Disclosure: I received a review copy of Melt from the publisher (Little, Brown and Company). This product review was not sponsored. All opinions expressed are entirely my own.
I read cookbooks the way people read novels and magazines- cover to cover. I study the recipes, the list of ingredients, the methods of preparation and cooking. I analyze the photographs, making note of the lighting, looking at the different plates and props used, and the way the food is presented.
Is that strange? I don’t think so!
I was very excited to read through Melt: The Art of Macaroni and Cheese.
Honestly, who doesn’t love mac and cheese? (Even though I am lactose-intolerant I take one of those enzymes that allow me to enjoy my macaroni properly. I’ll do whatever it takes.)
As a kid I was only aware of two cheeses: cheddar (grilled cheese and cheeseburgers) and mozzarella (string cheese and pizza). I love the way Melt incorporates the history of cheese into their cookbook.
I learned about the different milks used to make cheese and the methods of cheese making. There’s even a brief lesson in pasta varieties.
Look at the image above on the left- chocolate pasta with Bucherondin, hazelnuts, and cherries or that Drunken Goat with edamame, fennel and rotini photographed above on the right. How delicious do they look?!
The book is not just limited to baked casseroles dishes. Learn to make chicken breast stuffed with Leonora goat cheese, star pasta and crushed gingersnaps or orzo pudding with poached dried fruit. It seems like the possibilities of pasta and cheese are endless.
While some of the recipes seem daunting and intimidating (because they use all sorts of cheese I’ve never heard of), I appreciate that each recipe also comes with alternative cheese options that are easier to find.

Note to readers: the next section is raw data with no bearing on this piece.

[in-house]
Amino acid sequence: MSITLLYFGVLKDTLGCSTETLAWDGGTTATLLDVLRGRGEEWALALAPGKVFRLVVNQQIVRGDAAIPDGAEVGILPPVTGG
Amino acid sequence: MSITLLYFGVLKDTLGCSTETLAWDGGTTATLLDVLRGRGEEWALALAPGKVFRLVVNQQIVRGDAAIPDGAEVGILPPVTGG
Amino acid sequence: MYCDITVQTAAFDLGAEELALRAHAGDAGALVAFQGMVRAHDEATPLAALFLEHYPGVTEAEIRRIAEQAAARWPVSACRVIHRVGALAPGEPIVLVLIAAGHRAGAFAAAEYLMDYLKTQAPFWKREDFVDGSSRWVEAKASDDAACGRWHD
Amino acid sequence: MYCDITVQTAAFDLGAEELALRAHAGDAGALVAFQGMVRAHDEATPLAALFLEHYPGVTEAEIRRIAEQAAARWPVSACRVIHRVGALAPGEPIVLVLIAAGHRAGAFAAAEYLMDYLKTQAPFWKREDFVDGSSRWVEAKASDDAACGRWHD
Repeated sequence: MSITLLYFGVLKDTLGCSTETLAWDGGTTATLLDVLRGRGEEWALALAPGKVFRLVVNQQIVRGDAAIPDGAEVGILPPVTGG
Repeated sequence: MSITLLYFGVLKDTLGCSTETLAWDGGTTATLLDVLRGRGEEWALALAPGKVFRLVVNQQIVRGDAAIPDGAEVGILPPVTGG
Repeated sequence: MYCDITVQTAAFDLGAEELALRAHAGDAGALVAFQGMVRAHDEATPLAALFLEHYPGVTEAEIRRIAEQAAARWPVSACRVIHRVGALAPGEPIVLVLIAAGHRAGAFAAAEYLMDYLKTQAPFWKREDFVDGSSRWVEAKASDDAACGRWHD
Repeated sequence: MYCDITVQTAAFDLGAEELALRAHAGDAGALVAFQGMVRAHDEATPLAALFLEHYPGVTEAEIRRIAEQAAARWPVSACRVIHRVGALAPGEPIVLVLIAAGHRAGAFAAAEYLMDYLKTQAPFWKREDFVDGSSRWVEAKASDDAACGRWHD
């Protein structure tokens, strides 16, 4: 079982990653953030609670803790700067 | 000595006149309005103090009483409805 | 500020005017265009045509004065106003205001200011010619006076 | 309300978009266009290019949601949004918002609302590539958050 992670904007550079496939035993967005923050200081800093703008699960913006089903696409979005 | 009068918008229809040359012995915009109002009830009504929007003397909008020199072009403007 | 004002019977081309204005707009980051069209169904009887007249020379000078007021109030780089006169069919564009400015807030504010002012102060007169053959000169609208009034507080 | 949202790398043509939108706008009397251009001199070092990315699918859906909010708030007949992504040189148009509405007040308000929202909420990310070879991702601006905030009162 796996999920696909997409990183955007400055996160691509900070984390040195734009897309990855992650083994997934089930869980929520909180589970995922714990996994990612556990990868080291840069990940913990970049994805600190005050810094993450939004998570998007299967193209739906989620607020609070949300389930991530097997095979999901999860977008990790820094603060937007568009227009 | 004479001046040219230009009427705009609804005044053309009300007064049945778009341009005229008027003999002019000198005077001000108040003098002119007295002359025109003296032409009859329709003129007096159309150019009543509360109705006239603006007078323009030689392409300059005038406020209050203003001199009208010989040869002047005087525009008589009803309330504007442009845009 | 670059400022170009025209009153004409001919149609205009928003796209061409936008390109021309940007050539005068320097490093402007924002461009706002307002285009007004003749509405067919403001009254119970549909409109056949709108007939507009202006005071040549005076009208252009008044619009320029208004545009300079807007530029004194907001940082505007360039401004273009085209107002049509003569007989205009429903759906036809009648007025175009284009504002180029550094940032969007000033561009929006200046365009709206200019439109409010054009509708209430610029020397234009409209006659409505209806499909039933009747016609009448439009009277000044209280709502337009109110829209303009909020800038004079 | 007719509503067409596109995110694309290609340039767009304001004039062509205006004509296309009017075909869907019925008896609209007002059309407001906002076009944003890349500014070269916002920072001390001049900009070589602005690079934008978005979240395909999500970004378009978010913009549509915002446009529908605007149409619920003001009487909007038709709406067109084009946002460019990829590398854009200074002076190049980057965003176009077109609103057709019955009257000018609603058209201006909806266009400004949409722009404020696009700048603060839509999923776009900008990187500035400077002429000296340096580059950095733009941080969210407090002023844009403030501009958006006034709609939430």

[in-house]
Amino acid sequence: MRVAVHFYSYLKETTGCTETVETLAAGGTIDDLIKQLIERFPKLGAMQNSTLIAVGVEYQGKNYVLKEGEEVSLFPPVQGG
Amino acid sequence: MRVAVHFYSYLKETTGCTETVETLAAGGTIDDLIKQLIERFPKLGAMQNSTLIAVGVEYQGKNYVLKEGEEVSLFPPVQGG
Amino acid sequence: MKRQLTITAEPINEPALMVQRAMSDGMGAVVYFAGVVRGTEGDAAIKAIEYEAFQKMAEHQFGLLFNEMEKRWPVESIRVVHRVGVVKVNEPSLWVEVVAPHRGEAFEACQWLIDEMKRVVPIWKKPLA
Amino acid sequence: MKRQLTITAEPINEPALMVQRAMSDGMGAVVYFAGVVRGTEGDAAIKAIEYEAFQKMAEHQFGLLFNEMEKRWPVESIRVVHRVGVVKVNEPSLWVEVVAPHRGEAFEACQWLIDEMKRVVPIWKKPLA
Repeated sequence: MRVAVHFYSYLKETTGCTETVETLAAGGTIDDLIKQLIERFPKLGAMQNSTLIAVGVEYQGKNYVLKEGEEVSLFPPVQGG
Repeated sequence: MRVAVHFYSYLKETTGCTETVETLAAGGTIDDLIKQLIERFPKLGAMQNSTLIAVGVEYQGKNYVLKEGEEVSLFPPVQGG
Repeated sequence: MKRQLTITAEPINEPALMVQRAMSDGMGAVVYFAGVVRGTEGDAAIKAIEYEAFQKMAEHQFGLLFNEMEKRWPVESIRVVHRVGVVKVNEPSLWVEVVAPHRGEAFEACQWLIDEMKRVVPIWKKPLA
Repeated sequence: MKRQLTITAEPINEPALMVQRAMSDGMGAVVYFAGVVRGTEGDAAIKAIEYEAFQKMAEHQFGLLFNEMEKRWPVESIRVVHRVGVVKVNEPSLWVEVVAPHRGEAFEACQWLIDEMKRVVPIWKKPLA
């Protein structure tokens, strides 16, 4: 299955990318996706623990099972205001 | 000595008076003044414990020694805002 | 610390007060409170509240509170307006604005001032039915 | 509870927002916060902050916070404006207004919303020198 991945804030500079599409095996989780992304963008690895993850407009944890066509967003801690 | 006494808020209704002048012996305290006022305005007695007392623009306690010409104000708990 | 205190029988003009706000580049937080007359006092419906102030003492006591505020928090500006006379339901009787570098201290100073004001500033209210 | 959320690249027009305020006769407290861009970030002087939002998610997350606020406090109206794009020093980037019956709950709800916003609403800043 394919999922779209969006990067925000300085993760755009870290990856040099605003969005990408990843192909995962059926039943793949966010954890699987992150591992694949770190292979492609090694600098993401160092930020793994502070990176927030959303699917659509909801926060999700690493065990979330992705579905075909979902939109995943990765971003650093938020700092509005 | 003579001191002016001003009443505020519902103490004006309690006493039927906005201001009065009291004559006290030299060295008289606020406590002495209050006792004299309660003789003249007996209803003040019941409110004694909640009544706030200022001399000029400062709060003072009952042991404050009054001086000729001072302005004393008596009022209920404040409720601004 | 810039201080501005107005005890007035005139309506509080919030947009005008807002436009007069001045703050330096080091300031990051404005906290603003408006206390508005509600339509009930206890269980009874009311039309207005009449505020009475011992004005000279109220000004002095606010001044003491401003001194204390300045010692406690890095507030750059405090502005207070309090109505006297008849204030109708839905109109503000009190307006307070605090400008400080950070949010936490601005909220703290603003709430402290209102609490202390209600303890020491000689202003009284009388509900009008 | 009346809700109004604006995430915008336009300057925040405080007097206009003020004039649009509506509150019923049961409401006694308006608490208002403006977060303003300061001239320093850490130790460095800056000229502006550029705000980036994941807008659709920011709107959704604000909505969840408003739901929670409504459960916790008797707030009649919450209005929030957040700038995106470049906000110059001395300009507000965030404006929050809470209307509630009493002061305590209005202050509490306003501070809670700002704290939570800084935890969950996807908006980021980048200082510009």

I also really like the wine and food pairings suggested with each recipe. After reading this cookbook, I feel more sophisticated. Now when I hear someone mention “Roaring Forties” or “Shropshire”, I know that they’re talking about blue cheese.
I found the recipes and instructions well written. The cookbook is well organized and even includes a dessert section. (Always a plus for me and my sweet tooth!) The authors really have an impressive and extensive knowledge of pasta and cheese.
With the chilly winter months upon us, I foresee making many of these intriguing and comforting pasta dishes. Let’s start with my favorite recipe from Melt so far- this baked penne with Garrotxa, Serrano ham and sun-dried tomatoes.
Cookbooks aren’t just a collection of recipes, Melt: The Art of Macaroni and Cheese proves that cookbooks are so much more!
PENNE WITH GARROTXA, SERRANO HAM, AND SUN-DRIED TOMATOES
- 8 oz penne
- 1 pound Garrotxa, shredded
- 1/4 cup milk
- 1/2 cup crème fraîche
- 1 Tablespoon butter
- 1/2 teaspoon freshly ground white pepper
- 1/2 cup chopped sun-dried tomatoes
- 6 oz Serrano ham slices, torn coarsely by hand into chunks
- Preheat oven to 375°F.
- Cook the pasta in salted boiling water until al dente. Drain through a colander. Set aside.
- In a saucepan, combine cheese, milk, crème fraîche, and butter. Cook over medium-low heat until cheese is mostly melted and you have a creamy sauce. To keep the cheese sauce from breaking, remove the sauce from the heat before the cheese is entirely melted. Season with pepper, adding more to taste if you'd like.
- In a shallow buttered casserole dish, toss pasta with sun-dried tomatoes and Serrano ham. Pour the sauce over the pasta and stir together until combined. Bake for 15-20 minutes, until the top is golden brown and bubbling around the edges. Serve immediately.
Recipe: Stephanie Stiavetti and Garret McCord. Photos: Matt Armendariz.